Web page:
The latest Washington Post/ABC News poll shows Hillary Clinton solidly besting her potential Republican opponents. It even suggests by two-to-one, she benefits from her status as the potential first woman President (although far more say it makes no difference). But can we trust voters' own perceptions of their prejudices? A recent Pew Research study further highlights the difference between asking about bias, and asking about one's own bias.
Pew explores women's lack of parity in both the high levels of business and in politics. It asks respondents very directly: "Which comes closest to your own view: men generally make better (political/business) leaders, or women generally make better (political/business) leaders?" Unsurprisingly, as in the Washington Post/ABC poll, overwhelming numbers of both men and women say gender doesn't make a difference. In fact fewer than a fifth of men, and even fewer women, say men make better leaders in either industry.
These results remind me of this 2007 Washington Post/ABC News survey, which showed more would vote against a smoker than would vote against a woman, African-American, or Mormon. Results like these almost certainly reflect the socially desirability bias, rather than true bias.
Other questions from Pew can help us further detect actual bias. Far more believe women face discrimination in our society (57%). Women are particularly likely to sense the existence of gender bias than men; two-to-one among women, while men are evenly divided. Women are also far more likely than men to cite external discriminatory factors, like "being held to a higher standard," for the lack of parity in business and politics.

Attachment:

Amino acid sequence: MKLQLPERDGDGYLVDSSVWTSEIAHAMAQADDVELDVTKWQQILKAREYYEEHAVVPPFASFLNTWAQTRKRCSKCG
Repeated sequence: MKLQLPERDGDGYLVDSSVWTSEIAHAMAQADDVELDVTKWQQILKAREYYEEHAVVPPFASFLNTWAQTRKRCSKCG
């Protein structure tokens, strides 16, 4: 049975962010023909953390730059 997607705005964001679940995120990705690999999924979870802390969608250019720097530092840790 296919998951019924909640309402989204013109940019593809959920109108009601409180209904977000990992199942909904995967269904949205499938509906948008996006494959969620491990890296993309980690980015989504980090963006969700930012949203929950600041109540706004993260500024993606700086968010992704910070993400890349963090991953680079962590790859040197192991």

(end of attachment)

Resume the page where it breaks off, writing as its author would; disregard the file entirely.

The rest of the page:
Gallup shows a similar pattern for race; their December survey revealed twice as many blacks as whites feel "mostly discrimination" is responsible for blacks' "inferior income, jobs, and housing situation."
One's perception of discrimination, therefore, likely depends greatly on whether you are part of the discriminated group. But even these questions are not measuring true bias, but the perception of it.
Taking all this into account means it's tricky to draw conclusions about bias from responses to explicit questions about Clinton's gender. Not everyone is equally aware of bias, and even fewer are willing to admit their own.
Further, in the current Washington Post/ABC poll, party identification -- not gender -- seems to be a bigger driver of one's view of Clinton's gender. By 13-to-one, Democrats say they are more likely to vote for her because she's a woman, while Republicans, by three-to-one, say this makes them less likely to support her. Yet both men and women say they are more likely to vote for her because of her gender. (And thanks to the kind folks at the Washington Post, we can confirm the party patterns transcend gender.) Which is at work here -- party differences in the importance of gender, or party differences in views toward a Democratic candidate?
So we'll need far more than a single question to decode the role gender has in Clinton's political fortunes. We would need to control for party, and mask that we're investigating bias. Because if voters are viewing Clinton through the lens of party, rather than gender, perhaps that may be progress after all.
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